Getting serious about Citistat

Getting serious about Citistat


(posted after reflection for a few days)

Christmas Day. A light workload. Too much time to think, particularly
about this mayoral transition and citistat thing. Better write it down,
don't worry about it being pretty.

As I get it, this citistat thing is mostly internal discipline and serious
governmental transparency. City department managers figure out what to
measure so we all can see how well departments get the job done, then
report that for all to see.

Citizens get a way to report problems, to track them as they get resolved.
We see what happens as the problem is passed to the right people, and what
they do to get it done.

Stuff gets done, and we see how.

Everyone gets a place at the table.

City workers get respect for getting things done, and better. For me, a
feeling of effectiveness and respect is a big, really big, thing.

This gotta be scary for city department managers, since so much will be
exposed. They need to turn over some policy and decision making to line
workers, since they often know better than management how to do stuff.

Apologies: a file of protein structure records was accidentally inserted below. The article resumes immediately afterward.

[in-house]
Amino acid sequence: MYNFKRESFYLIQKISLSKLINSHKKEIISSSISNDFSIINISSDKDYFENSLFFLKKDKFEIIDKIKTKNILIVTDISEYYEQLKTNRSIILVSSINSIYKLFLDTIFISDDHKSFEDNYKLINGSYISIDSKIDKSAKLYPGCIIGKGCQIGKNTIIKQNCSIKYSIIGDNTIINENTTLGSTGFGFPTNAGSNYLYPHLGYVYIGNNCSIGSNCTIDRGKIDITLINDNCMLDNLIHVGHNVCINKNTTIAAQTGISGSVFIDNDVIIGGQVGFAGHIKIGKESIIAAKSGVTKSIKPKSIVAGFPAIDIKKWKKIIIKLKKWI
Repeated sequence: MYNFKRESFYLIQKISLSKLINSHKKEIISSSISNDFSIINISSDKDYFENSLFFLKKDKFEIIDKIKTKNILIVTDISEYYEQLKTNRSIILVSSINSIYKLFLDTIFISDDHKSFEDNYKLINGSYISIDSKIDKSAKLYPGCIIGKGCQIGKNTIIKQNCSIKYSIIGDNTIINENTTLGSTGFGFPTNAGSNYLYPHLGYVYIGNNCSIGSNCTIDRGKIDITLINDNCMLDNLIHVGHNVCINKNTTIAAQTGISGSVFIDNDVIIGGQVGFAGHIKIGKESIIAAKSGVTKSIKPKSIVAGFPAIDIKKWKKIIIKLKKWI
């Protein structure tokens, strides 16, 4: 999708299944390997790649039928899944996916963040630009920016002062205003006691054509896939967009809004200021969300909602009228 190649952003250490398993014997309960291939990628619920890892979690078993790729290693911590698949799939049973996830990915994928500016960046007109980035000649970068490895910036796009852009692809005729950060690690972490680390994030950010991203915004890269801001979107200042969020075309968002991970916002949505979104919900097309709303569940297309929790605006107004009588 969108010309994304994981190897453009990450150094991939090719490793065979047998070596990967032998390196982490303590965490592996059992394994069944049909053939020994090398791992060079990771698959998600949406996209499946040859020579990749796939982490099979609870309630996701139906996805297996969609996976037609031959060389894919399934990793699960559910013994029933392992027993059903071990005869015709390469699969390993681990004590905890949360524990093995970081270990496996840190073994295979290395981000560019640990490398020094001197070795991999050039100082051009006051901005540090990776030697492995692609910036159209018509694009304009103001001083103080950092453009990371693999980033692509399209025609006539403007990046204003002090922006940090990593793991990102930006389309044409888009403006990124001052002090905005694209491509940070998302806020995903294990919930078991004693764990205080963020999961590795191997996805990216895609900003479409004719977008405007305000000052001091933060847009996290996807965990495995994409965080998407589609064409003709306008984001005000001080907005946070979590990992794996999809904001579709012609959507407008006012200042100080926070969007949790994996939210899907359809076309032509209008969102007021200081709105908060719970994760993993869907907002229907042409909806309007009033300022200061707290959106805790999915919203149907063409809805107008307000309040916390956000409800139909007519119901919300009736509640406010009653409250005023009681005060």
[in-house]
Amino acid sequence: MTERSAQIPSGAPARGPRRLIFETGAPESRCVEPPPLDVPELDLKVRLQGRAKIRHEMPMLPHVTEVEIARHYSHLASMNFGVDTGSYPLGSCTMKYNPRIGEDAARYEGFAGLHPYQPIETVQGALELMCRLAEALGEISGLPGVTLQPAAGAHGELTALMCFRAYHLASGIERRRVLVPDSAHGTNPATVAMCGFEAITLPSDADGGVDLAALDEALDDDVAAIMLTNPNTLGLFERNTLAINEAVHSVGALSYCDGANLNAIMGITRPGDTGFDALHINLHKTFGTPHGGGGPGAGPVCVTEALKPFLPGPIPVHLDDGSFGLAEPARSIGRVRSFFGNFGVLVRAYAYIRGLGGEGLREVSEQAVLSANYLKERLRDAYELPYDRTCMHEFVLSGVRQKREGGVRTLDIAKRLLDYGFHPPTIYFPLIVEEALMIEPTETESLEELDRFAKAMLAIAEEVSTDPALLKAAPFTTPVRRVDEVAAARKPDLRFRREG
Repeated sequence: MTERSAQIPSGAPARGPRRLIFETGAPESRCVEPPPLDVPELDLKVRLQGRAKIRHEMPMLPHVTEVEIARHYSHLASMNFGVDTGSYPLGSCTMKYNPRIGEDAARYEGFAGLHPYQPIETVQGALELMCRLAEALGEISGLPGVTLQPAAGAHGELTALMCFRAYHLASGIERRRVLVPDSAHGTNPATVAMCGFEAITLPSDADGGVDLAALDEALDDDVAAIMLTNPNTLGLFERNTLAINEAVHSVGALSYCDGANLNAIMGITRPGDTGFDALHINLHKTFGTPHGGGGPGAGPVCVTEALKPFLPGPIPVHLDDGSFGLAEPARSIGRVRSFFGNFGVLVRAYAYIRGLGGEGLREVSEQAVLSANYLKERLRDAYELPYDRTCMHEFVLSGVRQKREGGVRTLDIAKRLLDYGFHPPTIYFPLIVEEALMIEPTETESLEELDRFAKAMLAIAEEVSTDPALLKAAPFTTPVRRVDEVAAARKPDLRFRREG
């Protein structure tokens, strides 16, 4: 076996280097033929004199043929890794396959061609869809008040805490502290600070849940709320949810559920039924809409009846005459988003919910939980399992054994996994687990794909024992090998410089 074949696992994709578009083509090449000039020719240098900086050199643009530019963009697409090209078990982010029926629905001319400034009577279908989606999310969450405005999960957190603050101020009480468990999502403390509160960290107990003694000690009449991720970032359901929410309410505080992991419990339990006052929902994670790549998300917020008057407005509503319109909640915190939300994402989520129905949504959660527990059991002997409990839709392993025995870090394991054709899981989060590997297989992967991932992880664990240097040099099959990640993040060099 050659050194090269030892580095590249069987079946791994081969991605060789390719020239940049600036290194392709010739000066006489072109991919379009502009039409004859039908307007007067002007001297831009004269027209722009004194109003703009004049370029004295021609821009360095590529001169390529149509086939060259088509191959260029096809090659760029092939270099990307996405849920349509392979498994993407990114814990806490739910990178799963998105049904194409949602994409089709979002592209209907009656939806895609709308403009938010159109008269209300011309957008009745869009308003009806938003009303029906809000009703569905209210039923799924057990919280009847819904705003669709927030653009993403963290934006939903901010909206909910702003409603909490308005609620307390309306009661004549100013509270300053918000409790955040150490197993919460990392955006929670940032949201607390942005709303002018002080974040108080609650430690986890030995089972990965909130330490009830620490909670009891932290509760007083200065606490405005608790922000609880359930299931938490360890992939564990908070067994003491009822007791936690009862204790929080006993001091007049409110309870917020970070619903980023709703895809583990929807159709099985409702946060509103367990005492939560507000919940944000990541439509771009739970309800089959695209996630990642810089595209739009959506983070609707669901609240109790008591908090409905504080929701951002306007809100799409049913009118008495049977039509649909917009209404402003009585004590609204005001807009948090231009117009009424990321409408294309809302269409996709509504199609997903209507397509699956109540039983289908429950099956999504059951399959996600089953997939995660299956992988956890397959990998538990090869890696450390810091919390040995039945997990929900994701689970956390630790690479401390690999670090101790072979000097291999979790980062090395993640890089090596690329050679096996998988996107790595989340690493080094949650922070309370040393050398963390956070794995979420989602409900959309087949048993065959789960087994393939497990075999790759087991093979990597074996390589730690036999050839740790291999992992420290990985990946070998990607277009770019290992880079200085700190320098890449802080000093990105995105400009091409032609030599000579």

We need to give managers a break, maybe a year to get it together.

The tech is a small part of this, the attitude and cultural change is
really the hard part.

What am I doing here? No time for this now, but might have time after a
new hire at craigslist. What commitment do I have after contributing to
the report for January fifth?

I know I don't have the patience to slog through bureaucracy; I gotta play
to my strengths, find something doable with big results. Maybe that means
starting with a problem tracking system. You report a problem, and get a
way to track it through the system to solution. Scary stuff, though, for
folks used to moving slow.

Ten years ago, Clinton and Gore talked about reinventing government, but
from the top down, and top down stuff without grassroots support doesn't
work. Get it going from the grassroots, add transparency, that might do

What's next? Don't know, gotta build from here.